He’d learned quickly not to make friends with any of the other children in this place. Eventually, they would be taken away. He told himself he’d be safe if he behaved, kept his head down, did as he was commanded, obediently returned to his cell when his work was done. Deep down he knew it wouldn’t matter. His time would come like all the others.

Then, one day they came for him.

He was hauled from his bed before sunrise.

“Where are you taking me?” he croaked, but there was no response from the hooded guards who dragged him forward even as he tried to dig his heels in. “Please.” He bit his lip to hold back the tears that would betray him. The guards were silent.

The mansion, previously forbidden to him, loomed in the centre of the courtyard; its walls black as the night, its windows like dark, emotionless eyes. As he was shoved inside, a cold dread clamped across his chest. The hallway was lavishly decorated, much as his home had been, but that gave him no comfort. Though he’d lost count of the passing months since his imprisonment, the sudden recollection of his father’s study, similarly panelled with dark wood, was enough to send his heart racing. He gulped in air with panicked breaths, finding it thick and difficult to inhale—a stark contrast to the cool night breeze. There was a sickly-sweet incense that seemed to be covering a deeper, more malicious smell. He imagined, suddenly and against his will, something hidden, slowly dying, and rotting away; the rich perfumes smothering the truth.

Portraits of stern-faced men in red robes hung throughout the hallway. The boy’s eyes never left them. His jaw began to tremor. Each portrait was steely-gazed, each man sure of his power and control, his ability to command, to be obeyed. Beneath each, shining plaques read: ‘His Benevolence, Grand Magister of the Commune’.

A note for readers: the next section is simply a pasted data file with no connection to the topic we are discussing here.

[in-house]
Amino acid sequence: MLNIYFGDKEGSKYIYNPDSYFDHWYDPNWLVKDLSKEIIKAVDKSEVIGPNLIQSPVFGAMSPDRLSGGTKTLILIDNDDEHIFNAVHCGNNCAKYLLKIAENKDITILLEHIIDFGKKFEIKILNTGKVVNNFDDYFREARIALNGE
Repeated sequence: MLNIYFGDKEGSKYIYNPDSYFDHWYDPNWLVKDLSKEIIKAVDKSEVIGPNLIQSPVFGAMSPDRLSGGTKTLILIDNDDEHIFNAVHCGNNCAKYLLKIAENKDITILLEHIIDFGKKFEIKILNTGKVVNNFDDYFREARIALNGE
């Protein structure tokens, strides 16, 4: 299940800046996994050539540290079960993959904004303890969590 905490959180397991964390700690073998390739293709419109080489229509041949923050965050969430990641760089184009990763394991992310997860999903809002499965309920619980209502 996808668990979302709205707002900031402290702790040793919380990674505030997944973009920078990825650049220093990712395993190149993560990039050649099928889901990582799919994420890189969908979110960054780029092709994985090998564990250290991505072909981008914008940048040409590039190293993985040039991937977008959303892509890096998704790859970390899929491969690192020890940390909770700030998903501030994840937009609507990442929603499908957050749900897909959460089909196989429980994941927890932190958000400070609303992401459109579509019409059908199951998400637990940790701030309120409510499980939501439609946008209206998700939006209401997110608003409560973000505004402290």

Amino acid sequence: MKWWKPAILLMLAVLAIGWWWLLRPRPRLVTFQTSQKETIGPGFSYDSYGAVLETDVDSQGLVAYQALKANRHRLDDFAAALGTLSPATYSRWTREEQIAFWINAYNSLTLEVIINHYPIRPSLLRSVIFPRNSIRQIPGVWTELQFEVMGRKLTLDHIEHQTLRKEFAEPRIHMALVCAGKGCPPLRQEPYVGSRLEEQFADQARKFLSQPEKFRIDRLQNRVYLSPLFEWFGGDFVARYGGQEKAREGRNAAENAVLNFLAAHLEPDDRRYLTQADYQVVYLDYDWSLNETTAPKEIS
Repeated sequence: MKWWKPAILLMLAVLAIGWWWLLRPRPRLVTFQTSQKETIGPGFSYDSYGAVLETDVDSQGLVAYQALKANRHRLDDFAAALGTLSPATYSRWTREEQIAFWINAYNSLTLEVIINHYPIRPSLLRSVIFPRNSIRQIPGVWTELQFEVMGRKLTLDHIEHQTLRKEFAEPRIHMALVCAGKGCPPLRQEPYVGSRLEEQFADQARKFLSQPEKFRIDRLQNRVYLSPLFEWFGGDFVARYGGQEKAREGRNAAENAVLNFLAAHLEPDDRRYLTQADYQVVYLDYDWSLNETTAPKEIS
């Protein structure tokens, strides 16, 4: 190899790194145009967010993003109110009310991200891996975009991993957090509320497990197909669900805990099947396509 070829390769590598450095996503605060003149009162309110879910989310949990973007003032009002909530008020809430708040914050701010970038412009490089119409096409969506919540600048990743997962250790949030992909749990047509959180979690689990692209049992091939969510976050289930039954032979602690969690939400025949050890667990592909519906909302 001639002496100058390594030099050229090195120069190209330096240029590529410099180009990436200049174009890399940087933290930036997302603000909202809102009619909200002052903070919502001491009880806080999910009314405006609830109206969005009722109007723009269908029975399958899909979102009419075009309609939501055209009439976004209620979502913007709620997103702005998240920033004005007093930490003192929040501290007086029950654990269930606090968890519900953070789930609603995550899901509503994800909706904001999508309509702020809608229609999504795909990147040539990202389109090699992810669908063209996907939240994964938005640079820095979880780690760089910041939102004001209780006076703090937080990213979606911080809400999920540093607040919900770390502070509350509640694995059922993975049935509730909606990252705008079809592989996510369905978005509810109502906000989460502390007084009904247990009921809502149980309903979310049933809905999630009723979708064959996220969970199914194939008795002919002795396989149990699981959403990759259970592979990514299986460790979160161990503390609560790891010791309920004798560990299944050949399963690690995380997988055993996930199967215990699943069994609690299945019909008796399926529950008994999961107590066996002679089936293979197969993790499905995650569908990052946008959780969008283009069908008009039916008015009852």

Grand Magister. Something in his memory stirred, a niggling sense that he should know something more about that title, about why he was here.

They reached a door, the boy walking now with a numb resignation to whatever awaited him. The door creaked open, he was forced inside.

“Kneel before the Grand Magister,” one of the guards said. The boy’s legs shook as he lowered himself to the wooden floor. Grand Magister. This is it.

With his head bowed, he scrunched his eyes shut. He was in his father’s study, head down as his father paced in front of him, hands clasped behind his back. “The Grand Magister’s work is necessary for the kingdom, to ensure there are no future wars or uprisings. I’d never thought to see one of my own children so ... afflicted.” He’d given his son a look of pure, unadulterated disdain. “A disappointment to the last moment, boy.” He shook his head. “This is the way it must be.” His father turned away, dismissing him with a wave of the hand. The boy had not seen him again.

And now, here I am.

He opened his eyes, finally daring to look up.

The Grand Magister sat between four hooded individuals, his red robes striking compared to the uniform blacks and greys of those around him. His chair was carved wood, polished to a dark sheen and raised on a dais so that he appeared unnaturally tall. Like the men in the paintings, his eyes were hard and unfeeling, his mouth downturned, his very presence emanating authority. The boy met the man’s stare, a shiver running down his spine. He tugged at the ragged sleeves of his stained white shirt—the last of his once fine clothing—and pulled at the scrap of cloth tied loosely round his hand as a makeshift bandage.

The door opened behind him and he turned to see a scruffy, brown dog being led into the room. The animal’s claws scrabbled across the floor, fighting against the rope around its neck. The boy wanted to go to it, to clutch it tightly to his chest and shield it from harm, but he remained rooted to the spot, watching and waiting.

“Show us the extent of your powers,” the Grand Magister said. His voice sent a jolt through the boy, the words unexpected yet all too enticing. His powers, the abilities he’d known of since he was very young, that he’d kept hidden inside for as long as he could remember. Could this be a trick?

His breath quickened as he recalled the only time he’d dared to use them. The kitchen cat; he’d been delighted to see the unsuspecting feline obey his every command. The beating from his father had been severe.